The technical conditions of communication and information processing are enabling the emergence of new social and economic practices of information and knowledge production.1
You may have read Yochai Benkler’s book, The Wealth of Networks, where he discusses Wikipedia as an example of commons-based peer-production. Did you know that you can see this relatively new model of knowledge and economic production live, in real-time? The video below is just one minute of Wikipedia edits recorded from the live changes on the irc.wikimedia.org #en.wikipedia channel. Using the IRC channel, you can watch Wikipedia being created as it happens, which means you can see the incremental production of collective knowledge as it happens. I recommend full-screen HD to see the detail as it passes up your screen. There are different channels for the different language versions. I chose the English version.
The Wikimedia site provides detailed statistics about the use of their sites, although the English Wikipedia statistics stop at October 2006 Perhaps there’s just too much activity on that site for them to collect and measure?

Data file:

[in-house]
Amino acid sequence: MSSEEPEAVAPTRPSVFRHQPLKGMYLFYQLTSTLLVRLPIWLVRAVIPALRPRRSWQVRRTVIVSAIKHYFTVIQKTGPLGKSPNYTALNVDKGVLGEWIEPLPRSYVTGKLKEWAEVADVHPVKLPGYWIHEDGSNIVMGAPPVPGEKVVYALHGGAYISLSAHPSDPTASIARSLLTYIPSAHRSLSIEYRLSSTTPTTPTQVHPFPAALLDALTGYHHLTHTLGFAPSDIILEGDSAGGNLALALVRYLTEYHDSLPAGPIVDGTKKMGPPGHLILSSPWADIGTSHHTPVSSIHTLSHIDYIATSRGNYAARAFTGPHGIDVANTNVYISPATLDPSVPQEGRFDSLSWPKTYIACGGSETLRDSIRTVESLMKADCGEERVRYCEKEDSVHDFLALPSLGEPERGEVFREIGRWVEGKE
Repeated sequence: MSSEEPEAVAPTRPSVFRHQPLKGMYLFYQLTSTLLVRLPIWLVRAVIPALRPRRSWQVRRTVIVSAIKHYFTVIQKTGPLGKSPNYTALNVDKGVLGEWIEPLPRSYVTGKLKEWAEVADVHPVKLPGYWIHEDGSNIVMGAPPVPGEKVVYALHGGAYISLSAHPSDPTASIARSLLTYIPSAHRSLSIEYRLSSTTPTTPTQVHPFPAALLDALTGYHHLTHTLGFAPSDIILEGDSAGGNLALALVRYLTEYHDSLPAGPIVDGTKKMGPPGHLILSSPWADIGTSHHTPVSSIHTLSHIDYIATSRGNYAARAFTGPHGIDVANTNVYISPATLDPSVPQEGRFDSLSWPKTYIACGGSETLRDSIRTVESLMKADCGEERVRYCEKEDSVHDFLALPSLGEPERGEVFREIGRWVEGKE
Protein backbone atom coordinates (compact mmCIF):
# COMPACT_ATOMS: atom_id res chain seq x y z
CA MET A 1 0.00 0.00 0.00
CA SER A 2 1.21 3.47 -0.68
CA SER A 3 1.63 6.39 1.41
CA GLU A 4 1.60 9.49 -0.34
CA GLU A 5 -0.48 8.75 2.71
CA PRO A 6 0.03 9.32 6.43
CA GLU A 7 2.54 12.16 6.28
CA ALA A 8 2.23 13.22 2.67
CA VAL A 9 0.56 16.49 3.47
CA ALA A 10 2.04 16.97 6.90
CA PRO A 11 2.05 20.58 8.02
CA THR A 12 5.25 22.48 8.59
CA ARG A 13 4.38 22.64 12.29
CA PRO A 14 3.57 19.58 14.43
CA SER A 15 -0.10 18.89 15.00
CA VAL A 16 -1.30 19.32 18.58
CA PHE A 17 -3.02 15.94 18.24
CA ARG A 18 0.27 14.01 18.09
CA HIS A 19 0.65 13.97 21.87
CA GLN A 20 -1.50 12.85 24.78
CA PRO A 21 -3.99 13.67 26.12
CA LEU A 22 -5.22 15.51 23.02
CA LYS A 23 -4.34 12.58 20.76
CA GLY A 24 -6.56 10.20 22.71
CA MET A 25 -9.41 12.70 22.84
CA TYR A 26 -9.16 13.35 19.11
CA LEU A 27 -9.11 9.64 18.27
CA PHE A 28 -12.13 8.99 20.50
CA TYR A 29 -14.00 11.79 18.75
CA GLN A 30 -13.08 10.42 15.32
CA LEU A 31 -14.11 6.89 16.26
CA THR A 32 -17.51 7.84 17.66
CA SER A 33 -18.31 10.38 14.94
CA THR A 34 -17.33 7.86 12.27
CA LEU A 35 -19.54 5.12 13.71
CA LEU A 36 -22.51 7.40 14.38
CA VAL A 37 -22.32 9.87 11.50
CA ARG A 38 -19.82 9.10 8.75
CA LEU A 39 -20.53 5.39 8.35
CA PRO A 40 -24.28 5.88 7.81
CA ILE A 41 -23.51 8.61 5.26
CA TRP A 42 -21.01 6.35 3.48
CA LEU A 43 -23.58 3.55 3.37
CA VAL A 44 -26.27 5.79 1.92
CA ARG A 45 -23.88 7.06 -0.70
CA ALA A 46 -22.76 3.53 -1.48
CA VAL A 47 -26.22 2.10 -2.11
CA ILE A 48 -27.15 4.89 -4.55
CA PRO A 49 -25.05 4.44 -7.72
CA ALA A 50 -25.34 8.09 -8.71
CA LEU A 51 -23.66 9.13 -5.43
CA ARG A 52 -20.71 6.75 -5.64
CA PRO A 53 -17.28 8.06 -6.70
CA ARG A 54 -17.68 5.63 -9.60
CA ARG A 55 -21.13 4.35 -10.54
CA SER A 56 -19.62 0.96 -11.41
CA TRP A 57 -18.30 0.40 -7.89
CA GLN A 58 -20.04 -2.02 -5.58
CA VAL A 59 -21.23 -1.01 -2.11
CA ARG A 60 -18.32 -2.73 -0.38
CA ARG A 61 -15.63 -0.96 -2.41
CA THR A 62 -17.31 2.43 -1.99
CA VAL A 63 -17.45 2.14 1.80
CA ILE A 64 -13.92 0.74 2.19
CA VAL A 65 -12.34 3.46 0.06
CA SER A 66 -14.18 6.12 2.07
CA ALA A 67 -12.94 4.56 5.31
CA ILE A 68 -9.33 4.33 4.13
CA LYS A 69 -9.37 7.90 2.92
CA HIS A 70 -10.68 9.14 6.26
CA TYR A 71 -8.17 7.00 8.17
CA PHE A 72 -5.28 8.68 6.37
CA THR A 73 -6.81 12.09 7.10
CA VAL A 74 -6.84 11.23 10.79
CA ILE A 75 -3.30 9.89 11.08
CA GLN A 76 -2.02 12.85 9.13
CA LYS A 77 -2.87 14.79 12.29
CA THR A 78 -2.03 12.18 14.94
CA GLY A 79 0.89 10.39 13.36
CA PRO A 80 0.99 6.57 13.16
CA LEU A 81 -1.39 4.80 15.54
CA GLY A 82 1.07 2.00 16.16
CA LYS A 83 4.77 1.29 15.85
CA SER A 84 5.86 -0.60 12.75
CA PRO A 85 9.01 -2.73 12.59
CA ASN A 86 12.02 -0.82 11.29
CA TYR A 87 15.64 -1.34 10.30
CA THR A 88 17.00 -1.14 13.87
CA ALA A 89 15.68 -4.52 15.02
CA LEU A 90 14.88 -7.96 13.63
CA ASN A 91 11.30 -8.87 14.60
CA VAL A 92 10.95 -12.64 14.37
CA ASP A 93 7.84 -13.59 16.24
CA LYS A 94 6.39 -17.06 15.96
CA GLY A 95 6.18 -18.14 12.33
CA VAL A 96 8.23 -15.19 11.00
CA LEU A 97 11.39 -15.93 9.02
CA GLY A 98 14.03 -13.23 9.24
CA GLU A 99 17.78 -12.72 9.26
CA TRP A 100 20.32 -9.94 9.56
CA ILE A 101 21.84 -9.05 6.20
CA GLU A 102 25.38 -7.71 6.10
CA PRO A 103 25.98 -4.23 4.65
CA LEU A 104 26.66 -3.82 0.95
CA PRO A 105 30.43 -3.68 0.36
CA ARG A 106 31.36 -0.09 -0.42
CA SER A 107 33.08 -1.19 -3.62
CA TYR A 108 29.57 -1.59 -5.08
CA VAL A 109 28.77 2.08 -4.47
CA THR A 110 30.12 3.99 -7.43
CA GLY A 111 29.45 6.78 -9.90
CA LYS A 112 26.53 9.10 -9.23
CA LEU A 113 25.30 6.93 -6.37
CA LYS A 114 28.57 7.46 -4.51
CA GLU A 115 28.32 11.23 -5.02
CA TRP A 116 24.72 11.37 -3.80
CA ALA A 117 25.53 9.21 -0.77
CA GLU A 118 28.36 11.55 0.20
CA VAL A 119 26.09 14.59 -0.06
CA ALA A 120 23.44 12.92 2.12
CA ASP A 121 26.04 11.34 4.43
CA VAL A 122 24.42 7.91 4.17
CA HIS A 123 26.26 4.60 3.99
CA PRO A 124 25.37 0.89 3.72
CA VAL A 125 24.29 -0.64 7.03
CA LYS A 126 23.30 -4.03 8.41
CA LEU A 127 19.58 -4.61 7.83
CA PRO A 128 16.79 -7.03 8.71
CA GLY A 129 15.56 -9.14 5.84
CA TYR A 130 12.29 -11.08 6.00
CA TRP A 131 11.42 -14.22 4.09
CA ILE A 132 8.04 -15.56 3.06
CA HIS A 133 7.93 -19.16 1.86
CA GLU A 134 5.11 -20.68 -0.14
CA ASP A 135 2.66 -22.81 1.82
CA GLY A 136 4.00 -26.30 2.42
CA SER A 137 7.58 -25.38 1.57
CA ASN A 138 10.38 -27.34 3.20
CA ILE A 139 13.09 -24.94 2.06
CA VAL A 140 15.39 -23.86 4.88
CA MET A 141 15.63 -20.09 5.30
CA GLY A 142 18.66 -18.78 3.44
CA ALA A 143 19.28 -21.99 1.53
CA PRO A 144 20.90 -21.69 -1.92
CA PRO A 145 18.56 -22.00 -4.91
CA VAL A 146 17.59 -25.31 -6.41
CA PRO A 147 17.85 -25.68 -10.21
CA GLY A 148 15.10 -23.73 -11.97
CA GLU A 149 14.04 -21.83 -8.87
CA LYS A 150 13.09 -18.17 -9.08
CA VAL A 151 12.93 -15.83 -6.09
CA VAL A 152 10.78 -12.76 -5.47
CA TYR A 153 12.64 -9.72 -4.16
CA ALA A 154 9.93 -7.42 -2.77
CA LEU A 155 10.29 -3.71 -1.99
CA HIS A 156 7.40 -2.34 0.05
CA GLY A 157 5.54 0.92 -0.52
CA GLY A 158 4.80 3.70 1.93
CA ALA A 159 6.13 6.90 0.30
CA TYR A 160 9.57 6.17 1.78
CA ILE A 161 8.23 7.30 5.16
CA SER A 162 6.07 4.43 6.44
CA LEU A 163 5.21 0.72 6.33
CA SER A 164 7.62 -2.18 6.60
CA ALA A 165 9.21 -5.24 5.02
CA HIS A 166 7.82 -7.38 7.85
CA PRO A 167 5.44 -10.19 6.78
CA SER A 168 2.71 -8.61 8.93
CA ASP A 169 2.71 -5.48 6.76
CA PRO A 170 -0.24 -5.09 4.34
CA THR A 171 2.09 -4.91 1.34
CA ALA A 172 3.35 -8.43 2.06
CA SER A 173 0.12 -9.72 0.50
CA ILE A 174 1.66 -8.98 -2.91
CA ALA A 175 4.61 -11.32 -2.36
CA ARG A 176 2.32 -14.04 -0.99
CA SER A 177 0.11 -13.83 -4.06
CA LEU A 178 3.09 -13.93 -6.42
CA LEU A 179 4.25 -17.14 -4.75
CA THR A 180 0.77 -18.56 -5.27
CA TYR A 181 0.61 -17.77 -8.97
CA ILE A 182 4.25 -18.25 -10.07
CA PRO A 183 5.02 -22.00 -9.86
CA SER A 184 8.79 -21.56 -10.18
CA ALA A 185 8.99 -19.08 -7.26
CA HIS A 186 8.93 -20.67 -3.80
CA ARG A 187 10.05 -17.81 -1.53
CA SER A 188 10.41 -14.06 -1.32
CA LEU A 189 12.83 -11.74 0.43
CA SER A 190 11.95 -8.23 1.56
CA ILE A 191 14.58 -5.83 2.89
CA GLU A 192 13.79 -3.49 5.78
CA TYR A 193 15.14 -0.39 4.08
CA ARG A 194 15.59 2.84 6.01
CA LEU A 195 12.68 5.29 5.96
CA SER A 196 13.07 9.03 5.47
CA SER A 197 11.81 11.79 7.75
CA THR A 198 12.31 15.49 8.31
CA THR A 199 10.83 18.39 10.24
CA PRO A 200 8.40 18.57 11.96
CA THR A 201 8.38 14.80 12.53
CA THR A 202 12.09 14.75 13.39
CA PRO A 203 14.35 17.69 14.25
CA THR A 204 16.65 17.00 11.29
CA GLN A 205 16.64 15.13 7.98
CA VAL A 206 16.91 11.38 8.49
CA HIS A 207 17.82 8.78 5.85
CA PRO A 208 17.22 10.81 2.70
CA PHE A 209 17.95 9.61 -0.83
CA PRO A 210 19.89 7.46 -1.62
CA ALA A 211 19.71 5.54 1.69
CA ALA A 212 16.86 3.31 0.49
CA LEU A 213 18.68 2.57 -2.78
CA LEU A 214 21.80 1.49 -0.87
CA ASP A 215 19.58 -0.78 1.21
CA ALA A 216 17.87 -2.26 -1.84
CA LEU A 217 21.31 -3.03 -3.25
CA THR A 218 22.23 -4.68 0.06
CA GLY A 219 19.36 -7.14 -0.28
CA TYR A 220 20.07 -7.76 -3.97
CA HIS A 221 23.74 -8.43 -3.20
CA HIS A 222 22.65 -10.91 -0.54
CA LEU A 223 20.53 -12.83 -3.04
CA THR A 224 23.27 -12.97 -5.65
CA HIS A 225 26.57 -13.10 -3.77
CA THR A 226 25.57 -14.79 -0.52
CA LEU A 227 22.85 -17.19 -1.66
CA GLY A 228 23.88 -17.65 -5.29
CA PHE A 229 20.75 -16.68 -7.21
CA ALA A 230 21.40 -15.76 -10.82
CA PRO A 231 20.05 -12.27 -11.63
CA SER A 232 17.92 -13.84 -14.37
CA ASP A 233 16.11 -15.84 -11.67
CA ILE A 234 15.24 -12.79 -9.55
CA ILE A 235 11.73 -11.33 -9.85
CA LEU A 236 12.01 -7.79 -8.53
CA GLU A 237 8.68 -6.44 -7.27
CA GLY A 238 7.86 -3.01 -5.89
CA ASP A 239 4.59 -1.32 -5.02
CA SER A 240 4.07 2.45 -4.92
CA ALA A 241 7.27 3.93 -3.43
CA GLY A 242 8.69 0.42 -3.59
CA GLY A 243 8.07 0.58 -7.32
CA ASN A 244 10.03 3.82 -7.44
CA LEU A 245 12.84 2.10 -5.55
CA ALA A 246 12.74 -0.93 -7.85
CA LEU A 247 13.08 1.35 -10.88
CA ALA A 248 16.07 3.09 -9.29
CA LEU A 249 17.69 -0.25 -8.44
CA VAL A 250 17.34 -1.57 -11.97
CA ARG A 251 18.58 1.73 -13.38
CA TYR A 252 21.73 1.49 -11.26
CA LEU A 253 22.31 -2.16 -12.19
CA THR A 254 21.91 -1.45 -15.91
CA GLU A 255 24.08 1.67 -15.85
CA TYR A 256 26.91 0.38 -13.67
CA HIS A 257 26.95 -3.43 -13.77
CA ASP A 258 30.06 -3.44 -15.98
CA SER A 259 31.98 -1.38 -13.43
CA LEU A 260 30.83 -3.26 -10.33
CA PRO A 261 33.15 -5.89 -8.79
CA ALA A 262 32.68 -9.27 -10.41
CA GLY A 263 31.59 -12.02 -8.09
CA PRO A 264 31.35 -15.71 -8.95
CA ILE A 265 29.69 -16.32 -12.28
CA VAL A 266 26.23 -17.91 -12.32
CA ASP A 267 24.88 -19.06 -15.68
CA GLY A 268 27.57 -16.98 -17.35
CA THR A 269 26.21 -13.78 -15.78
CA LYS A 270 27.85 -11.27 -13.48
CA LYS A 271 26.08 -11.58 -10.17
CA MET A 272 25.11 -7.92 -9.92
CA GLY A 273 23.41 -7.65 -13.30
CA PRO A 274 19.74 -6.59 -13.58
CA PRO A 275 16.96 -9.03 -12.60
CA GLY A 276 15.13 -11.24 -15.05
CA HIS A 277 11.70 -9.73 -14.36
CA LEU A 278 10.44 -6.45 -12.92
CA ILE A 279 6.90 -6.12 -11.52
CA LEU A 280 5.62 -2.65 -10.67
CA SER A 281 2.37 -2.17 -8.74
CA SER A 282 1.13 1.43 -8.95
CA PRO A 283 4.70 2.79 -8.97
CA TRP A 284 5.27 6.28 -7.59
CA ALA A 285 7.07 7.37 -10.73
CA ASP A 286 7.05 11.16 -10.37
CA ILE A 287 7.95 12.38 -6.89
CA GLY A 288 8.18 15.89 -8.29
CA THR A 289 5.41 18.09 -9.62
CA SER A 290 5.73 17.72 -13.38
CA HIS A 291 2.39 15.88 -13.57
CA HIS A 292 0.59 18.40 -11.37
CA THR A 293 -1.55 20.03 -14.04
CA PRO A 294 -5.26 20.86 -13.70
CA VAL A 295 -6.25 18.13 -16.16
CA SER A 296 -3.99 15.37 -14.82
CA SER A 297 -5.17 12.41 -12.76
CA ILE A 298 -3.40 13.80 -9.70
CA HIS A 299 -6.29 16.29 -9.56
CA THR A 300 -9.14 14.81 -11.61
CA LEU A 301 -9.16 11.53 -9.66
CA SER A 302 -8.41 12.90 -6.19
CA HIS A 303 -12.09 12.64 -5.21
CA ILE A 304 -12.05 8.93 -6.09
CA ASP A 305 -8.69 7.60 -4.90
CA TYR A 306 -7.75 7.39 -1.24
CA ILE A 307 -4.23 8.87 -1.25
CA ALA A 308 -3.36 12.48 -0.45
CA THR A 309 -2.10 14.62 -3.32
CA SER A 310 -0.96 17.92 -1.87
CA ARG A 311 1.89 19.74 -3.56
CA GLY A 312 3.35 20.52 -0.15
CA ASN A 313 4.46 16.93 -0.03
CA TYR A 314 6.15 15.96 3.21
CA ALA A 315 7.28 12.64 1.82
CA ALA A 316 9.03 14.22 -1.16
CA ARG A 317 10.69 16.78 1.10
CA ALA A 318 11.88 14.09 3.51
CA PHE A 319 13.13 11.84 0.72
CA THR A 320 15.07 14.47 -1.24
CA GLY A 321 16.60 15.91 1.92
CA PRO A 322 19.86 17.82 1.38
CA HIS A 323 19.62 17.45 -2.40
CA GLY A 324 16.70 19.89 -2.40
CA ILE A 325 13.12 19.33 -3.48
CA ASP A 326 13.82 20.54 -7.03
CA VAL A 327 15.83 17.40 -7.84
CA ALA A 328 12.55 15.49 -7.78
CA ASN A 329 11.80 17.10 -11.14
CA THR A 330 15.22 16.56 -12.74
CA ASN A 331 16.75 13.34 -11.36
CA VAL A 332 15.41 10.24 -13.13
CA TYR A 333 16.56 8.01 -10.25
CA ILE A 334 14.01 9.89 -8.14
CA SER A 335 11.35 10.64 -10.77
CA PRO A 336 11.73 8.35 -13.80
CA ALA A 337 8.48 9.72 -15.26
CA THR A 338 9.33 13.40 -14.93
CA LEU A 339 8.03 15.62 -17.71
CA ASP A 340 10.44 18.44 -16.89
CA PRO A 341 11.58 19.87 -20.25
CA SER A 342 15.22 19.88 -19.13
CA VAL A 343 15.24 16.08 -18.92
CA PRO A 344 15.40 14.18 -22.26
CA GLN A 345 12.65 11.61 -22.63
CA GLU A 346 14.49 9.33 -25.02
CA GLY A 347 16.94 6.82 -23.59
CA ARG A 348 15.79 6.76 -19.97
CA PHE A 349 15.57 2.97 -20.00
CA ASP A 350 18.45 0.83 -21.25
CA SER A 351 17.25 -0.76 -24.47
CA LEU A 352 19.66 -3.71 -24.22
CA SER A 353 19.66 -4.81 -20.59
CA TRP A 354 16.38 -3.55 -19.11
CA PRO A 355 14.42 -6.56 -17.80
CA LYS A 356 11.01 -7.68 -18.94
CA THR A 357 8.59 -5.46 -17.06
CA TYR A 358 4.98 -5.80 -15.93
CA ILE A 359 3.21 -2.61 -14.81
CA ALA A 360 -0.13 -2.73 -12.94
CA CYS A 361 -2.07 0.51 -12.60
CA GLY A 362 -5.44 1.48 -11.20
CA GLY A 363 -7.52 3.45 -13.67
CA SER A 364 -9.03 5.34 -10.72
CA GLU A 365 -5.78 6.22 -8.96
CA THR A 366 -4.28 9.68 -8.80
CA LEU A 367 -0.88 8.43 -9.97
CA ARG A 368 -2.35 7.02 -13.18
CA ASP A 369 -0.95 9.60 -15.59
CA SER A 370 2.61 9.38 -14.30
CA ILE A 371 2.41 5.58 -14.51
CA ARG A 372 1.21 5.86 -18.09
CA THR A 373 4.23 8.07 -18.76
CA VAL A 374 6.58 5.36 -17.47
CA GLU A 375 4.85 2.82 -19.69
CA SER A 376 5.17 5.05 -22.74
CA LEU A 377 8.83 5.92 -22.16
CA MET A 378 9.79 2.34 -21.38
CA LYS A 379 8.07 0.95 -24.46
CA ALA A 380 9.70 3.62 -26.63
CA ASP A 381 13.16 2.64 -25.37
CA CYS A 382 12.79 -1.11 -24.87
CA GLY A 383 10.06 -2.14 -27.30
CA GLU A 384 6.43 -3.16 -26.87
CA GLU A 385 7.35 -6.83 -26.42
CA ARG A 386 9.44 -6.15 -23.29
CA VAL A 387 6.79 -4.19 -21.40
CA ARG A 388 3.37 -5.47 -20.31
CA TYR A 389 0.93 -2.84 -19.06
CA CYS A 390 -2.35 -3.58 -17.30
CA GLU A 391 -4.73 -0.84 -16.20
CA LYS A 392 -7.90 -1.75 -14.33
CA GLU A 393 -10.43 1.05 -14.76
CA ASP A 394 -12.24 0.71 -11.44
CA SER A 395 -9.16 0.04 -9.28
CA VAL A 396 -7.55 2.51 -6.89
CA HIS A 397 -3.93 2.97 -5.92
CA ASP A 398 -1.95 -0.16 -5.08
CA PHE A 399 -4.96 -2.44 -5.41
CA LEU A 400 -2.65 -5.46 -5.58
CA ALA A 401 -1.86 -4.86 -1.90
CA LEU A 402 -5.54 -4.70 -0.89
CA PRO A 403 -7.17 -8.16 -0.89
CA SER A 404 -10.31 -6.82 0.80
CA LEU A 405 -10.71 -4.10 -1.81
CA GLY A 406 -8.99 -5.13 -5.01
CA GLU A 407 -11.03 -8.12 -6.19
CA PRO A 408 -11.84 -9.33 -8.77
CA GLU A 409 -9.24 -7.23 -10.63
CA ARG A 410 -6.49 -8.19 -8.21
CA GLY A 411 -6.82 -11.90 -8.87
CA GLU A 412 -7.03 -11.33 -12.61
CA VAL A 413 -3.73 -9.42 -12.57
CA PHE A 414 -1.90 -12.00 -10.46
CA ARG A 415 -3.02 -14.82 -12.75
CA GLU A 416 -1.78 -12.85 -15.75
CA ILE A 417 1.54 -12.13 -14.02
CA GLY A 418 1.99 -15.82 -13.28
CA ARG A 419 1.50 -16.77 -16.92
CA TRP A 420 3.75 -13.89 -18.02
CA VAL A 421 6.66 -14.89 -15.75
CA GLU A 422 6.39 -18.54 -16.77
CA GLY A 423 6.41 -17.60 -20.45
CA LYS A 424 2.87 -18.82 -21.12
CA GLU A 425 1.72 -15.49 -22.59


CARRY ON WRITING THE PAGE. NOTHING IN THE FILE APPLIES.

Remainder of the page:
A lot of people still have an aversion to Wikipedia, but I don’t think they get it. Wikipedia is completely open to anyone to contribute. If you don’t think it’s good enough,2 isn’t it your (moral?) responsibility to correct and improve it? Like it or not, as a single source, it has by far the widest reach of any web-based learning resource and although I don’t have the time to substantiate this, I bet that after Google, it’s the second online resource that students visit when beginning their research.3 If you challenge what’s happening on Wikipedia, you’re fighting a losing battle. Stop complaining and start contributing!
Personally, I watch the Wikipedia edits rolling up my screen, seeing contributions as they happen from individuals I’ll never know and am filled with optimism. Each edit is underwritten by a Creative Commons license which protects and preserves this body of knowledge for perpetuity. If there were world heritage sites on the Internet, Wikipedia would surely be the first to be recognised as such.